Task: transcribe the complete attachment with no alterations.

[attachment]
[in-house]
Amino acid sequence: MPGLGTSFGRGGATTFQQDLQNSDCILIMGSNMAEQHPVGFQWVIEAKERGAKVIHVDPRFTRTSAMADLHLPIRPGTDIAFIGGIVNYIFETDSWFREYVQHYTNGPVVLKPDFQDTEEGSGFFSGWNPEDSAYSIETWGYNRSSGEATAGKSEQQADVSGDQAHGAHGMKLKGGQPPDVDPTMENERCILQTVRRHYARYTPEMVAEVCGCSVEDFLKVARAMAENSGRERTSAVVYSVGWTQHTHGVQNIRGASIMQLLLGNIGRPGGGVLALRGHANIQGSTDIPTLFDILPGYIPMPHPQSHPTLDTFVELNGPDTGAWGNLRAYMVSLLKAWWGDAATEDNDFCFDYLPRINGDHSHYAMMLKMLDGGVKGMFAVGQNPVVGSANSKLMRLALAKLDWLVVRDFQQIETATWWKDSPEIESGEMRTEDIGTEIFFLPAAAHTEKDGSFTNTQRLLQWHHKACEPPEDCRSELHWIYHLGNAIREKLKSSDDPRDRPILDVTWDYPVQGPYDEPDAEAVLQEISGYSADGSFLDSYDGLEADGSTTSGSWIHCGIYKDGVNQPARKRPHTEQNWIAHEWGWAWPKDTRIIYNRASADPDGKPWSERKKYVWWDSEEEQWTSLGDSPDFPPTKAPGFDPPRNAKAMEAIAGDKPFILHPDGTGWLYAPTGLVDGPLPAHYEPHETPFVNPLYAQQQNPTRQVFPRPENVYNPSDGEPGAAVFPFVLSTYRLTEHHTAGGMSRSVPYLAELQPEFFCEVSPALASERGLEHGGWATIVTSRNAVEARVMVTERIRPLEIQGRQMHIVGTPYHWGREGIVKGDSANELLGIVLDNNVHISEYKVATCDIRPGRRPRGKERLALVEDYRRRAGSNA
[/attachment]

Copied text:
[in-house]
Amino acid sequence: MPGLGTSFGRGGATTFQQDLQNSDCILIMGSNMAEQHPVGFQWVIEAKERGAKVIHVDPRFTRTSAMADLHLPIRPGTDIAFIGGIVNYIFETDSWFREYVQHYTNGPVVLKPDFQDTEEGSGFFSGWNPEDSAYSIETWGYNRSSGEATAGKSEQQADVSGDQAHGAHGMKLKGGQPPDVDPTMENERCILQTVRRHYARYTPEMVAEVCGCSVEDFLKVARAMAENSGRERTSAVVYSVGWTQHTHGVQNIRGASIMQLLLGNIGRPGGGVLALRGHANIQGSTDIPTLFDILPGYIPMPHPQSHPTLDTFVELNGPDTGAWGNLRAYMVSLLKAWWGDAATEDNDFCFDYLPRINGDHSHYAMMLKMLDGGVKGMFAVGQNPVVGSANSKLMRLALAKLDWLVVRDFQQIETATWWKDSPEIESGEMRTEDIGTEIFFLPAAAHTEKDGSFTNTQRLLQWHHKACEPPEDCRSELHWIYHLGNAIREKLKSSDDPRDRPILDVTWDYPVQGPYDEPDAEAVLQEISGYSADGSFLDSYDGLEADGSTTSGSWIHCGIYKDGVNQPARKRPHTEQNWIAHEWGWAWPKDTRIIYNRASADPDGKPWSERKKYVWWDSEEEQWTSLGDSPDFPPTKAPGFDPPRNAKAMEAIAGDKPFILHPDGTGWLYAPTGLVDGPLPAHYEPHETPFVNPLYAQQQNPTRQVFPRPENVYNPSDGEPGAAVFPFVLSTYRLTEHHTAGGMSRSVPYLAELQPEFFCEVSPALASERGLEHGGWATIVTSRNAVEARVMVTERIRPLEIQGRQMHIVGTPYHWGREGIVKGDSANELLGIVLDNNVHISEYKVATCDIRPGRRPRGKERLALVEDYRRRAGSNA